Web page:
Law enforcement officials don’t have to prove what specifically distracted a driver who caused a fatal chain-reaction crash in 2015, Maine’s top court has ruled, providing important guidance to law enforcement at a time when distracted drivers are a growing concern.

The Maine Supreme Judicial Court ruled Tuesday that there was adequate evidence to support a finding of distracted driving against the driver, and it noted that lawmakers intended for a wide variety of activities to be sufficient to support such a finding.

But Jeffrey Toothaker, the attorney for the motorist in the case, said the ruling was unfair to drivers who simply “misread the situation.”

“The statute required the state to prove that he was ‘distracted’ by an ‘activity,’ not just day-dreaming. The trial judge said she didn’t know what was distracting (the driver) but he’s guilty anyway,” Toothaker said Wednesday in an email. An appeal of that ruling was filed with the Supreme Judicial Court.

An attorney for The Bicycle Coalition of Maine said Tuesday’s ruling on the appeal prevents law enforcement’s hands from being tied in distracted-driving cases.

“You do not necessarily have to catch someone in the process of sending or reading a text, or eating a hamburger, or any other thing. You can use circumstantial evidence to prove distracted driving,” said Lauri Boxer-Macomber, who filed a friend-of-the-court brief.

The fatal crash occurred in August 2015. The motorist in the case, Thomas Palmer, has said he “looked up” to see a car stopped while turning on U.S. Route 1 in Woolwich. He never braked before his truck smashed into the car, which was forced into a van, which then crashed into an SUV, police said. A passenger in the van died.

The driver of the car that Palmer rear-ended had the turn signal on and conditions were clear. That driver reported that Palmer’s truck was drifting in the lane before impact.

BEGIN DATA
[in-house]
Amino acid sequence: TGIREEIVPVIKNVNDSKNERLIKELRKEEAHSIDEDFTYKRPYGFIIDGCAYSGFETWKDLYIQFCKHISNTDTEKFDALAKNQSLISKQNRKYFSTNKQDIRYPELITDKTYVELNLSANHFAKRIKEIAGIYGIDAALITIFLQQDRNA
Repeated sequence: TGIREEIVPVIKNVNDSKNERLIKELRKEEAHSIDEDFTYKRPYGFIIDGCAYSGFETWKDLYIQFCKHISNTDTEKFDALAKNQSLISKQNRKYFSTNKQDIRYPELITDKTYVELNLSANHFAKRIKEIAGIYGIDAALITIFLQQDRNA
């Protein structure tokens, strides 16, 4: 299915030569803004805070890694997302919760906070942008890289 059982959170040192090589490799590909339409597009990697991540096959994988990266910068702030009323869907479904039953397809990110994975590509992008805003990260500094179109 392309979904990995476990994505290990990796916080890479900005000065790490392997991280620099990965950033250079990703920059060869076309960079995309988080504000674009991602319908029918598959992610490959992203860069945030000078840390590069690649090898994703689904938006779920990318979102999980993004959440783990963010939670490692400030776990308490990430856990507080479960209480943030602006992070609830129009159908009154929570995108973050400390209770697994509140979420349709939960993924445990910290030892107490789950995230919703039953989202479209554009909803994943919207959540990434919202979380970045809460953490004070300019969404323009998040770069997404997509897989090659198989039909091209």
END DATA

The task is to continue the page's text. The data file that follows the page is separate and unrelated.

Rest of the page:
The judge concluded Palmer was distracted and found him guilty of moving violations, resulting in the loss of his driver’s license for two years. That posed a hardship for Palmer, who has homes in Maine and Vermont and is a traveling salesman.

In the appeal, Palmer’s attorney argued that the contention he was distracted was not supported by any facts pointing to what activity was distracting him.

In its ruling, the Supreme Judicial Court said the judge had adequate evidence to convict Palmer of two infractions – a motor vehicle violation causing death, and failure to maintain control – without an express finding as to the activity he was engaged in.

The ruling applies to civil and administrative matters in which a “preponderance of evidence” standard applies for guilt. A higher standard is applied in criminal cases, which require a finding of guilt “beyond a reasonable doubt.” Criminal charges were not filed in Palmer’s case.

District Attorney Jon Liberman called the Supreme Judicial Court ruling “something that goes in the right direction as far as traffic safety.”

“We live in an age where probably most often, people are distracted by their cellphones while driving,” Liberman said, “but there are a lot of other things that people do behind the wheel that take away from their ability to safely operate.”